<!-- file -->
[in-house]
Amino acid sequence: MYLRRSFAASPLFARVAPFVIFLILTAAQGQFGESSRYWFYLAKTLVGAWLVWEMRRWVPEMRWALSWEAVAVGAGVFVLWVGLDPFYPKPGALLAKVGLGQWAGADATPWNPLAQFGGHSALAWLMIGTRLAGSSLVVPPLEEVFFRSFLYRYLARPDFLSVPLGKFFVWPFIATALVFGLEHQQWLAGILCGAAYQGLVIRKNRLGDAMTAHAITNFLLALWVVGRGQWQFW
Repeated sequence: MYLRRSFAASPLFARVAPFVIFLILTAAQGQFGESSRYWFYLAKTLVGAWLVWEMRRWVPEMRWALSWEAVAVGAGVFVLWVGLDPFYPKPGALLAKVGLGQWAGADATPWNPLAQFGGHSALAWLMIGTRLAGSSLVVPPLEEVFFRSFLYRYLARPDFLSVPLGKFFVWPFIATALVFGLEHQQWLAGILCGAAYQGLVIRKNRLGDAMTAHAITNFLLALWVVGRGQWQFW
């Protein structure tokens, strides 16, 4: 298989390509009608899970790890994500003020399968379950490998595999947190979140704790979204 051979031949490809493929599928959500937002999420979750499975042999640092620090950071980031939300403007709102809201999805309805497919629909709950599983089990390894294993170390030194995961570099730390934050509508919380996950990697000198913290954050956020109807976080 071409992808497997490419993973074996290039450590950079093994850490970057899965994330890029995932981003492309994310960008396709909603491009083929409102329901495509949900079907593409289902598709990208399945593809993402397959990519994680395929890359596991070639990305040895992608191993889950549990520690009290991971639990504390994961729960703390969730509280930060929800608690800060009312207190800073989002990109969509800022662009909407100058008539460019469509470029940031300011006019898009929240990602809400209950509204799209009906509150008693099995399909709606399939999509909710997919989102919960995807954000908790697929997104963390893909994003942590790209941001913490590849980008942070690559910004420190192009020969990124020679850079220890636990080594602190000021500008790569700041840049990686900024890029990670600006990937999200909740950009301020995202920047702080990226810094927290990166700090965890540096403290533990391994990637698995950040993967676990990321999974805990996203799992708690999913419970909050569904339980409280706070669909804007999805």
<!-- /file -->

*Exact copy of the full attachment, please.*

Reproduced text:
[in-house]
Amino acid sequence: MYLRRSFAASPLFARVAPFVIFLILTAAQGQFGESSRYWFYLAKTLVGAWLVWEMRRWVPEMRWALSWEAVAVGAGVFVLWVGLDPFYPKPGALLAKVGLGQWAGADATPWNPLAQFGGHSALAWLMIGTRLAGSSLVVPPLEEVFFRSFLYRYLARPDFLSVPLGKFFVWPFIATALVFGLEHQQWLAGILCGAAYQGLVIRKNRLGDAMTAHAITNFLLALWVVGRGQWQFW
Repeated sequence: MYLRRSFAASPLFARVAPFVIFLILTAAQGQFGESSRYWFYLAKTLVGAWLVWEMRRWVPEMRWALSWEAVAVGAGVFVLWVGLDPFYPKPGALLAKVGLGQWAGADATPWNPLAQFGGHSALAWLMIGTRLAGSSLVVPPLEEVFFRSFLYRYLARPDFLSVPLGKFFVWPFIATALVFGLEHQQWLAGILCGAAYQGLVIRKNRLGDAMTAHAITNFLLALWVVGRGQWQFW
């Protein structure tokens, strides 16, 4: 298989390509009608899970790890994500003020399968379950490998595999947190979140704790979204 051979031949490809493929599928959500937002999420979750499975042999640092620090950071980031939300403007709102809201999805309805497919629909709950599983089990390894294993170390030194995961570099730390934050509508919380996950990697000198913290954050956020109807976080 071409992808497997490419993973074996290039450590950079093994850490970057899965994330890029995932981003492309994310960008396709909603491009083929409102329901495509949900079907593409289902598709990208399945593809993402397959990519994680395929890359596991070639990305040895992608191993889950549990520690009290991971639990504390994961729960703390969730509280930060929800608690800060009312207190800073989002990109969509800022662009909407100058008539460019469509470029940031300011006019898009929240990602809400209950509204799209009906509150008693099995399909709606399939999509909710997919989102919960995807954000908790697929997104963390893909994003942590790209941001913490590849980008942070690559910004420190192009020969990124020679850079220890636990080594602190000021500008790569700041840049990686900024890029990670600006990937999200909740950009301020995202920047702080990226810094927290990166700090965890540096403290533990391994990637698995950040993967676990990321999974805990996203799992708690999913419970909050569904339980409280706070669909804007999805």